Radioactive iodine has been taken by mouth for the treatment of overactive thyroid disorders since the 1940s.
When is radioactive iodine used in the treatment of non- cancerous thyroid disorders?
- To treat an overactive thyroid gland
- To reduce thyroid activity caused by nodules
- To shrink an enlarged thyroid
- When an overactive thyroid gland due to Graves’ disease fails to settle after antithyroid medication
- As a first-line therapy in Graves’ disease as an alternative to surgery or antithyroid drug therapy
- As a drink
- As a capsule, taken with water
- Antithyroid tablets should be stopped at least one week before and after treatment
Are there any side effects?
Long-term – over two-thirds of people who have this treatment will develop hypothyroidism (underactive thyroid)
Short-term - rarely, some soreness around the thyroid gland
Existing thyroid eye disease may worsen, particularly if the eyes are currently sore or inflamed
Is radioactive iodine treatment safe?
Studies show there is an extremely small excess risk of thyroid or other cancers
It should not be given to pregnant women or women who are breast-feeding
Men should avoid fathering a child for at least four months, and women should avoid conceiving for at least six months, after radioactive iodine treatment
Fertility for both men and women is not affected
Avoid close contact with babies, children under six years and pregnant women for two to three weeks or as advised by your clinical team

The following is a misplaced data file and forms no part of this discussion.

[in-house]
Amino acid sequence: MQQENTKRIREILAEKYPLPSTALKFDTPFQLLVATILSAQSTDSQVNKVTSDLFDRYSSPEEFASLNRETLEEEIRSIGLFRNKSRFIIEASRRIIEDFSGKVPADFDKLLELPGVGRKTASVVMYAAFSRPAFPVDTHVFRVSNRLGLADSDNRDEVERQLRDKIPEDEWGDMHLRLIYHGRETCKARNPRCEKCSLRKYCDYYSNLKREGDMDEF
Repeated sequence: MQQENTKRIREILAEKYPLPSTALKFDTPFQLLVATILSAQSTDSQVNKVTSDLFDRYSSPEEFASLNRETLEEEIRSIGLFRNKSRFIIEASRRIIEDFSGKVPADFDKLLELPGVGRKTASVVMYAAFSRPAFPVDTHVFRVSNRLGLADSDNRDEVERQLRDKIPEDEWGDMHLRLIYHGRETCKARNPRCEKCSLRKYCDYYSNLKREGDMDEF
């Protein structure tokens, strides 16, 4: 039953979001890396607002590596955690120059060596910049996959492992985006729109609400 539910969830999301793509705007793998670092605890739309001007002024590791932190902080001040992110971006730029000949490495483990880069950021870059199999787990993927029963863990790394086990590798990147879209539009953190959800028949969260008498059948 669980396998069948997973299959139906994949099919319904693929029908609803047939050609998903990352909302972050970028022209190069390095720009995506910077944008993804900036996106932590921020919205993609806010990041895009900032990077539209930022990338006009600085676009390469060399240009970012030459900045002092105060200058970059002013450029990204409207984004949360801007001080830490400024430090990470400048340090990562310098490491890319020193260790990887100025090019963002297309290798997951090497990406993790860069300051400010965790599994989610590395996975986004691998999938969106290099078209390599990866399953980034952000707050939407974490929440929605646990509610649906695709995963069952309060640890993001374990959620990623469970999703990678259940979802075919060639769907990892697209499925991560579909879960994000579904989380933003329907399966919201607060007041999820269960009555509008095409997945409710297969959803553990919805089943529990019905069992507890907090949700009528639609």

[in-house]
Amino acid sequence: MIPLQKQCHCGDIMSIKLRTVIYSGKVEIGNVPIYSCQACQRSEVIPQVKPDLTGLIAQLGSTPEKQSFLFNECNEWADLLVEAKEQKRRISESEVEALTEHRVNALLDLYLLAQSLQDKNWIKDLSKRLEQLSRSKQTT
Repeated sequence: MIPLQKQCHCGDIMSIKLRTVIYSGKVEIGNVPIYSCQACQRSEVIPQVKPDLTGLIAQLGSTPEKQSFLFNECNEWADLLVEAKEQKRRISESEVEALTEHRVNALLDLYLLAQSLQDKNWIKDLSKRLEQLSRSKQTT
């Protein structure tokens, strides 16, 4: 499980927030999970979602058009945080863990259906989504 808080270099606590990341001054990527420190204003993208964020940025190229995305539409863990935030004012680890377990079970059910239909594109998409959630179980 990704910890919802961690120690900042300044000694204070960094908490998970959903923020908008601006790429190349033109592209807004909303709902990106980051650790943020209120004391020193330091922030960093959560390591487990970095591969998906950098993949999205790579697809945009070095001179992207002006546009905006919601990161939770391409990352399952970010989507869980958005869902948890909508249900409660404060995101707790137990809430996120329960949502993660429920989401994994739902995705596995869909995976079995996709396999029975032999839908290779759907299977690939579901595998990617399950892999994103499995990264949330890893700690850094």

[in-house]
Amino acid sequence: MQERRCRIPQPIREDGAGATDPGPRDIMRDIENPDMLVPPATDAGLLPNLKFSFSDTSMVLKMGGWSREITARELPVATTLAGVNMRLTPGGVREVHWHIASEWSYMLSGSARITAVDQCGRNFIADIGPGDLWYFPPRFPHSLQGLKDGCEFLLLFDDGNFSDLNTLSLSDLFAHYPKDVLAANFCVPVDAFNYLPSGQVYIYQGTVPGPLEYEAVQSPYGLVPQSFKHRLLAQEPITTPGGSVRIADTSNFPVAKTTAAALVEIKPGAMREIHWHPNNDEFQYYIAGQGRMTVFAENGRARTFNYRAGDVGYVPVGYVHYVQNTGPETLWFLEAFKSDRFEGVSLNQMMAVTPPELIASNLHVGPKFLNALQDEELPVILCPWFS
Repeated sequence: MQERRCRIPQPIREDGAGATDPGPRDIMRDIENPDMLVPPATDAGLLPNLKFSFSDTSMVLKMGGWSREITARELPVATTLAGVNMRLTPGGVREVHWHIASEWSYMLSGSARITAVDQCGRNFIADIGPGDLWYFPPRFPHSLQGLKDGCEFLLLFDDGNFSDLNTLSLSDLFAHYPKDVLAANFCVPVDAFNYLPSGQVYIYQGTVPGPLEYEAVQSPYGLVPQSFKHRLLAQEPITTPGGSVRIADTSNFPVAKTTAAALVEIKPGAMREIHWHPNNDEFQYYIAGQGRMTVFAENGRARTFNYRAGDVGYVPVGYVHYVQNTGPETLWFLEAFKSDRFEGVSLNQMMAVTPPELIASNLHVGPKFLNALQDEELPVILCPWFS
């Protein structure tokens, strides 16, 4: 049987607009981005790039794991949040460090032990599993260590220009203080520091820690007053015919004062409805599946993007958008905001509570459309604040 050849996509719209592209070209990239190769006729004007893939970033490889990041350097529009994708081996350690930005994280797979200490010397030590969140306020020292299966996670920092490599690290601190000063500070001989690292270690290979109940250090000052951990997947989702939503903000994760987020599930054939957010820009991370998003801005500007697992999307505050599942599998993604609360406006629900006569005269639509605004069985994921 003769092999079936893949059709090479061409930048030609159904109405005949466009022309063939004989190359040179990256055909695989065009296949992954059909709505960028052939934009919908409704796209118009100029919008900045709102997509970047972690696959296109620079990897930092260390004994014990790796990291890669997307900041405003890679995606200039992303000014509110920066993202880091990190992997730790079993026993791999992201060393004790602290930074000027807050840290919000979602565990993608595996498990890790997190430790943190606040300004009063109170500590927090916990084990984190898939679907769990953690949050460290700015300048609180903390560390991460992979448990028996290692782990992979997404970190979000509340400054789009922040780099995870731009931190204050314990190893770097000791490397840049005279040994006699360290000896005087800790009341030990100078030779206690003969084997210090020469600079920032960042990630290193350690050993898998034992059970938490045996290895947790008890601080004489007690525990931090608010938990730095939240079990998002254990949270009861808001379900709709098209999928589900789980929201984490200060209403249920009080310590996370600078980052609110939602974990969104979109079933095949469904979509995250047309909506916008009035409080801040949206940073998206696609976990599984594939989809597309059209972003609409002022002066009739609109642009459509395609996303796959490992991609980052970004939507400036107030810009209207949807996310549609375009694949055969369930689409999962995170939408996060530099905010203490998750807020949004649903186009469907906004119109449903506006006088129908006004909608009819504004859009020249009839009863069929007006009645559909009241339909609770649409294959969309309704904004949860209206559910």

Blood tests are carried out about four to six weeks after treatment
Further tests should be repeated every one to three months in the first year and once a year after that
About 10% of patients will need a second dose of radioactive iodine
There are no problems with having a follow-up dose
Thyroid problems often run in families and if family members are unwell they should be encouraged to discuss with their own GP whether thyroid testing is warranted.
This Quick Guide is one in a series about thyroid disorders. Other Quick Guides are available to read and download from the British Thyroid Foundation website.
A leaflet containing comprehensive information about Treatment of an overactive or enlarged thyroid gland with radioactive iodine is also available.
The British Thyroid Foundation
The British Thyroid Foundation is a registered charity: England and Wales No 1006391, Scotland SC046037
The British Thyroid Association - medical professionals encouraging the highest standards in patient care and research
The British Association of Endocrine and Thyroid Surgeons - the representative body of British surgeons who have a specialist interest in surgery of the endocrine glands (thyroid, parathyroid and adrenal)
First issued: 2008
Revised: 2010, 2011, 2015, 2019
Our literature is reviewed every two years and revised if necessary.
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